# Matrices

Definition: A Matrix $A = \begin{bmatrix} a_{11} & a_{12} & \cdots & a_{1n}\\ a_{21} & a_{22} & \cdots & a_{2n}\\ \vdots & \vdots & \ddots & \vdots\\ a_{m1} & a_{m2} & \cdots & a_{mn} \end{bmatrix}$ is a rectangular array of numbers or expressions known as entries to the matrix. If $A$ has $m$ rows and $n$ columns then we say that the size of $A$ is $m \times n$. |

The following examples represents some matrices of varying sizes.

(1)We will now look at some other important definitions.

Definition: A matrix $A$ is said to be Square if it has the same number of rows as it does columns, that is if $A$ is of size $m \times n$ then $m = n$. A general square matrix is commonly denoted with size $n \times n$. |

Definition: If $A$ is an $m \times n$ matrix, the entry in row $i$ and column $j$ (clearly $i, j$ are integers and $1 ≤ i ≤ m$ and $1 ≤ j ≤ n$) is denoted by $a_{ij}$ (e.g. $a_{23}$ represents the entry in row $2$ and column $3$ of a matrix $A$). |

Consider the following matrix $B = \begin{bmatrix} 4 & 1\\ 2 & 7 \end{bmatrix}$. This matrix is square since it has the same number of rows ($2$) as it does columns ($2$), and $B$ has entries $b_{11} = 4$, $b_{12} = 1$, $b_{21} = 2$ and $b_{22} = 7$.

We will now look at some elementary row operations on matrices that we will eventually utilize to help us with solving systems of linear equations.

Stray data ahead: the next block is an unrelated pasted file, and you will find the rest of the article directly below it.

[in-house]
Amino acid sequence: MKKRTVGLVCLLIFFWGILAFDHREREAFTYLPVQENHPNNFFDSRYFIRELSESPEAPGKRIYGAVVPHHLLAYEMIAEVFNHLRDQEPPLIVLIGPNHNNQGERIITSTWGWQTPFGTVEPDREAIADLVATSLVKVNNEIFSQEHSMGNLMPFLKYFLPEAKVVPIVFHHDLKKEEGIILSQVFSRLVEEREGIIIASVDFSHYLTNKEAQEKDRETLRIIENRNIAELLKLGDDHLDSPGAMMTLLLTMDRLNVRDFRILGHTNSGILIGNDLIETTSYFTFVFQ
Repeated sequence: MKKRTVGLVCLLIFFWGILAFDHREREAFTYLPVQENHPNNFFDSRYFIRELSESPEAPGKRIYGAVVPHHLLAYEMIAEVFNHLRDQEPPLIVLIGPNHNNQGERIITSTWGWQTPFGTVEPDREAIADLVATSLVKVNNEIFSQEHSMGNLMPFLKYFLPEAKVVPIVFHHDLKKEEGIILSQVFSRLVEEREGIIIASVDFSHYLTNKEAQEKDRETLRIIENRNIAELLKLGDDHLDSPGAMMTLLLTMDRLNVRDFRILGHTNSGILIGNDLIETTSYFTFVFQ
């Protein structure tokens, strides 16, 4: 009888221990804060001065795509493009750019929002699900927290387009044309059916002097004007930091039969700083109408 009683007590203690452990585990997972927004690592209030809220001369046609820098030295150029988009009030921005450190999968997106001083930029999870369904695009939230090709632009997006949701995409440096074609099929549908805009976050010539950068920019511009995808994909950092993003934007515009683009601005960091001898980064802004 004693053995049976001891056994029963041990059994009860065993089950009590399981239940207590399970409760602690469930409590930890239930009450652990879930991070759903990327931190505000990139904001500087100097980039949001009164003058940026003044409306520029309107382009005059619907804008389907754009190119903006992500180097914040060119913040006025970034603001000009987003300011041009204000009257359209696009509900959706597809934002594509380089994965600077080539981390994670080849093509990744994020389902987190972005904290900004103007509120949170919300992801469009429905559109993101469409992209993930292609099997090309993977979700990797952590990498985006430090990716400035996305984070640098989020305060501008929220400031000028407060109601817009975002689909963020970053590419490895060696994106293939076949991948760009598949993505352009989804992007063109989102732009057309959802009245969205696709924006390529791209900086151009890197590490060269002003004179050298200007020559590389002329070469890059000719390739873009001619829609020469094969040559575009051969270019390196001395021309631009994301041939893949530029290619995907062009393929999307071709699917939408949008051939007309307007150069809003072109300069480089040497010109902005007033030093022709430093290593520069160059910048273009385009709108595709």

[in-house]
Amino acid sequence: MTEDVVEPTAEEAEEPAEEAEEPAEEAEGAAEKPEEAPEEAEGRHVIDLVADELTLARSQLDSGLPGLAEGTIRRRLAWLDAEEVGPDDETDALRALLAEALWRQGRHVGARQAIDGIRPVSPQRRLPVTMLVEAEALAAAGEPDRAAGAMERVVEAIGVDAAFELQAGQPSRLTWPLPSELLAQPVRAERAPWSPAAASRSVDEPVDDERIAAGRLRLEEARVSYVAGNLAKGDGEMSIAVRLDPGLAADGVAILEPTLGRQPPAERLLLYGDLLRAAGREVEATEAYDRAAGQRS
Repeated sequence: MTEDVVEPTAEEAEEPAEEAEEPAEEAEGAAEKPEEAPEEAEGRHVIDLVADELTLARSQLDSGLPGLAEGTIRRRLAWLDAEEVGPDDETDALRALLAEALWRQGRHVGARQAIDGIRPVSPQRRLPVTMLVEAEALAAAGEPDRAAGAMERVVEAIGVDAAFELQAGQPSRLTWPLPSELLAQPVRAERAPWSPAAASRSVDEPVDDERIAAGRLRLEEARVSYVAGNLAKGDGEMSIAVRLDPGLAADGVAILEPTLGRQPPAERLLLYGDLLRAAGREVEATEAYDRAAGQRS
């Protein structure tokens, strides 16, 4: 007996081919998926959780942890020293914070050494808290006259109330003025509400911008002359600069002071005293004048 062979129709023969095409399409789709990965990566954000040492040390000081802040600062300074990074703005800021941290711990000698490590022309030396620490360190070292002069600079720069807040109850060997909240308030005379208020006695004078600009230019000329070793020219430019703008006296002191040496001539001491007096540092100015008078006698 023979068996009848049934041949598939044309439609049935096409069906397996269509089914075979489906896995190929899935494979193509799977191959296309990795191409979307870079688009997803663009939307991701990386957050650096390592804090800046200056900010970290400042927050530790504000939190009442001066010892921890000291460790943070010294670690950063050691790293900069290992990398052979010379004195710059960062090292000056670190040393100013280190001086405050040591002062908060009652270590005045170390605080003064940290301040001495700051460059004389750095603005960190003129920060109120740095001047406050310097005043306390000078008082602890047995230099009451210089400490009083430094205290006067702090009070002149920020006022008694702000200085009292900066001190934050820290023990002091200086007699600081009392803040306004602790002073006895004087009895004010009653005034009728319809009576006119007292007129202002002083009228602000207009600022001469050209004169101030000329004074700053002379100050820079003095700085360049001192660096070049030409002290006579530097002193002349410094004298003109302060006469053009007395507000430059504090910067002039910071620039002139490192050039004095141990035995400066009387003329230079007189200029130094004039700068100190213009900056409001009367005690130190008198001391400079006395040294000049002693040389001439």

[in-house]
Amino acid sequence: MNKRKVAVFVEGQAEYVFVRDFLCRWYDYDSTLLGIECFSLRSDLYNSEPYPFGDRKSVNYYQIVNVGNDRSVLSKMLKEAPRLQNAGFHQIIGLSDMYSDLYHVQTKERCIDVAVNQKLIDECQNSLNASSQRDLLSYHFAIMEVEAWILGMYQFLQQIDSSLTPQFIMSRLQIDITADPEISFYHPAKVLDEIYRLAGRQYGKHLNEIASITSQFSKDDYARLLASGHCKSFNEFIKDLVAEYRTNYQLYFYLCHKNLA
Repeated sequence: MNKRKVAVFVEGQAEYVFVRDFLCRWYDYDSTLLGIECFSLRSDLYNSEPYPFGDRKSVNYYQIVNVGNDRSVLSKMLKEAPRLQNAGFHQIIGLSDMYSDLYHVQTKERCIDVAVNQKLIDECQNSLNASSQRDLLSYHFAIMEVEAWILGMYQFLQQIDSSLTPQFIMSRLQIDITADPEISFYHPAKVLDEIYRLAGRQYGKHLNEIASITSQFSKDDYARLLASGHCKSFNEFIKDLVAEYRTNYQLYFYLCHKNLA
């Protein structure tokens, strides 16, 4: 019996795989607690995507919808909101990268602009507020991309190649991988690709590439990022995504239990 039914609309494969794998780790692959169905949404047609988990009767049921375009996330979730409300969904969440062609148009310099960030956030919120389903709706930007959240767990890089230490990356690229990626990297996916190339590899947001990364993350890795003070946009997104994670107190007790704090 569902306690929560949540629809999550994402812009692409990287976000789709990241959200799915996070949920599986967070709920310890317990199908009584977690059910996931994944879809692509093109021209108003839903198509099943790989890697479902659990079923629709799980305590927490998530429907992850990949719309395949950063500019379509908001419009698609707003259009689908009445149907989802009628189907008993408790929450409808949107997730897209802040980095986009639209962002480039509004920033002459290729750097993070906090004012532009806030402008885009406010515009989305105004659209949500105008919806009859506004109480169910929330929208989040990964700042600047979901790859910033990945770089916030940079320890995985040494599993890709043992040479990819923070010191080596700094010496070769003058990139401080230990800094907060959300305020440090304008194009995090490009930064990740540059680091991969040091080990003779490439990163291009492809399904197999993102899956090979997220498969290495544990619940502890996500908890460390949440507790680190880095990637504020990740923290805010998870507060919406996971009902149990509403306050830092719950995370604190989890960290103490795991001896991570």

# Elementary Row Operations

There are 3 elementary row operations that we can perform on matrices. The notation in brackets indicate the notation for the operation applied where $a$ and $b$ represent any arbitrary row in the matrix to which the operations are applied.

**1.**Multiplying a row by a constant $k$ where $k ≠ 0$ ($kR_{a} \to R_{a}$).

**2.**Adding (or subtracting) a multiple $k$ of a row to another ($R_a + kR_b \to R_a$).

**3.**Interchanging two rows ($R_a \leftrightarrow R_b$).

For example, consider the following matrix $\begin{bmatrix} 1 & 2\\ 3 & 4 \end{bmatrix}$.

Let's now multiply the first row by the constant $3$, that is perform the row operation $3R_{1} \to R_{1}$. We thus obtain the matrix $\begin{bmatrix} 3 & 6\\ 3 & 4 \end{bmatrix}$.

Now let's take row $1$ and add twice row $2$ to it, that is $R_1 + 2R_2 \to R_1$. We obtain $\begin{bmatrix} 9 & 14 \\ 3 & 4 \end{bmatrix}$.

Finally, let's interchange rows $1$ and $2$ as $R_{1} \leftrightarrow R_{2}$ to get $\begin{bmatrix} 3 & 4\\ 9 & 14 \end{bmatrix}$.

Definition: A set of matrices are said to be Row Equivalent if a series of finite elementary row operations can be performed in order to obtain one matrix from the next. |

In our example above, all of the matrices we listed were considered row equivalent as we can easily obtain one from another with just a few of these elementary row operations.